Spanish university rectors have criticised a new staff-appointments system that has led to a soaring number of successful appeals against decisions made by the body that considers part-time lecturers for permanent posts.
In a report, the University Rectors' Conference (Crue) suggests improvements that focuses on "habilitation", the new way of awarding permanent posts based on the German model. Academics have to pass a national exam before they can apply to universities for tenured posts or promotion.
The lecturers' main union, the Confederaci"n Sindical de Comisiones Obreras (CCOO), is campaigning for greater transparency in the vetting of temporary lecturers by the new quality agency, Aneca. There have been calls in parliament for Aneca head Ismael Crespo to resign.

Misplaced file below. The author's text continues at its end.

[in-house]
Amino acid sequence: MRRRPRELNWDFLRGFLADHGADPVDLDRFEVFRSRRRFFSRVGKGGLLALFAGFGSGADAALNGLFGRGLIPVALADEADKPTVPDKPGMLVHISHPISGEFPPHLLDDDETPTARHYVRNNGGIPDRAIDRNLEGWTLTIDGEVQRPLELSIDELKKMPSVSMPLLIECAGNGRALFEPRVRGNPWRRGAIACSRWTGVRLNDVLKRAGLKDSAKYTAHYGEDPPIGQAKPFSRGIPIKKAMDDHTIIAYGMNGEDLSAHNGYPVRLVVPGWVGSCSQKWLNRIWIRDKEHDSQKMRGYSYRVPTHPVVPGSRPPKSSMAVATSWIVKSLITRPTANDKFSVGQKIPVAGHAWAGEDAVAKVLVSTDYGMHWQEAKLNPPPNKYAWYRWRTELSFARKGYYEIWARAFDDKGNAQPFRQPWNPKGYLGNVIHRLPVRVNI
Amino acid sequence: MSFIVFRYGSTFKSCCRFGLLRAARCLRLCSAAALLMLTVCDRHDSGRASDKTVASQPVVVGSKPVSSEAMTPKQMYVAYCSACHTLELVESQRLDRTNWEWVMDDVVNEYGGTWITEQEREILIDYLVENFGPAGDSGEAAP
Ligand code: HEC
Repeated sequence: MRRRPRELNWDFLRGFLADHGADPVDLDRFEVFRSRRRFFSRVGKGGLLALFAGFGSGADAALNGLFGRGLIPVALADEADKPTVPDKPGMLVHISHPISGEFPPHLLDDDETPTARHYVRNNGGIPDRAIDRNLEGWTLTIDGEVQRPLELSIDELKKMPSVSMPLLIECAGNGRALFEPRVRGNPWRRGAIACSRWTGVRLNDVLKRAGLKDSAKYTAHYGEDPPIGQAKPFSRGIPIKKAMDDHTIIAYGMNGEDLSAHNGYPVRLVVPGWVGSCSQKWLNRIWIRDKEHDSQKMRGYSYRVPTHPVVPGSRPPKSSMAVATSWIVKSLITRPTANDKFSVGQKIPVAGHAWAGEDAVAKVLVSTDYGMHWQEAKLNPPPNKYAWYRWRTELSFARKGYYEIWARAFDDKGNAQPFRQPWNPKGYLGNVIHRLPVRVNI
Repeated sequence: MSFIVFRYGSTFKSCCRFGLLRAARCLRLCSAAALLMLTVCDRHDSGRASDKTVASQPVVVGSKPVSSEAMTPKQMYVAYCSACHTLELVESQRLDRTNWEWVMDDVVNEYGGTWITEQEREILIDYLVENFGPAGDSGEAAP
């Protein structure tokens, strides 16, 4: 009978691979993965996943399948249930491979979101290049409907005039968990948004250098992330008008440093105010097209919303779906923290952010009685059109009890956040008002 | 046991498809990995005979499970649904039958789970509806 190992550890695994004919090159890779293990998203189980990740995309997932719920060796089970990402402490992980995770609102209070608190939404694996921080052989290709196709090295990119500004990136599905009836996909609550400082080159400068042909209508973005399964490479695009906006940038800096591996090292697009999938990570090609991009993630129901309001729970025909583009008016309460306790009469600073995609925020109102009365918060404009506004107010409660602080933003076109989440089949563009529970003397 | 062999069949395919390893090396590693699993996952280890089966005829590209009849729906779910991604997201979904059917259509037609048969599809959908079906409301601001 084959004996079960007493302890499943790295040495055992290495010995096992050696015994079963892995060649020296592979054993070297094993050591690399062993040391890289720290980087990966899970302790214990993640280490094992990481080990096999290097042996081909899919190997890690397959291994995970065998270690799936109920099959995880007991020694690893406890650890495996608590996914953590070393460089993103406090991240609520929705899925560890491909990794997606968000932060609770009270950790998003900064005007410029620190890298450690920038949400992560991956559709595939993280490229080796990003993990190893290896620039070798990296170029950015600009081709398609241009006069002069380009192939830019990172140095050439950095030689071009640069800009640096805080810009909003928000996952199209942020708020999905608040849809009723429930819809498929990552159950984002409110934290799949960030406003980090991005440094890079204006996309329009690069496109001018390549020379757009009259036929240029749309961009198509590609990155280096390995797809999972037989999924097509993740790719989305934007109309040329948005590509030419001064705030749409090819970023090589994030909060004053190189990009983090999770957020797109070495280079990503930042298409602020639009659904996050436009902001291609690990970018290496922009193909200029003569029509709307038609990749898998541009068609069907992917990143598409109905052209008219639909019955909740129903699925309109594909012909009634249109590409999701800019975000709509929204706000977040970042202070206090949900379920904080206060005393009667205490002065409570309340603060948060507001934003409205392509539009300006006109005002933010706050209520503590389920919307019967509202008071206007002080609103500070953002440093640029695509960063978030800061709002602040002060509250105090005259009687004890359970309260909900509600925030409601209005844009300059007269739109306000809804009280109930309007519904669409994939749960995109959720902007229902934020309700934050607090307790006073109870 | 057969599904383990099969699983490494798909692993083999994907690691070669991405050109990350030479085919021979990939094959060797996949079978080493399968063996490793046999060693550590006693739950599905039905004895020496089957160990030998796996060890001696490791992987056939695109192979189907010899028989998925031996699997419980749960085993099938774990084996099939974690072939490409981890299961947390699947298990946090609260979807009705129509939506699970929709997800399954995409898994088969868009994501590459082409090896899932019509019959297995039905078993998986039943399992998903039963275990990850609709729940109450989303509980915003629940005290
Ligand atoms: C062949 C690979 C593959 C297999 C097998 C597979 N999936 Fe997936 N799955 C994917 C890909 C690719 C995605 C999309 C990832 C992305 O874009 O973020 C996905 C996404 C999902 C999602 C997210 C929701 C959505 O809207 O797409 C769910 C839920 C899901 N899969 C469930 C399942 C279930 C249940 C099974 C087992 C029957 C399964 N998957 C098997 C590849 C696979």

Aneca started work in October 2002, overseeing a system of accreditation for about 25,000 lecturers on temporary contracts who have until 2005 to get accredited.
So far 10,000 lecturers have applied for accreditation and 69 per cent have succeeded. But, since May, the CCOO has lodged 300 appeals against Aneca decisions with the Spanish education ministry. So far 33 of the 40 cases heard have been successful.
José Palazón, academic organiser at the CCOO, said candidates were given little or no explanation as to why they had failed.
A second criticism is that vetting boards are expected to evaluate extremely wide areas, so a candidate may be assessed by a board that does not contain a single specialist in his or her field.
The Crue report says the system is slow, costly and inefficient and adds that time spent by candidates and assessors on habilitation is a drain on university resources. "(It) has a disproportionate human and economic cost that is not justified by the results," Crue says.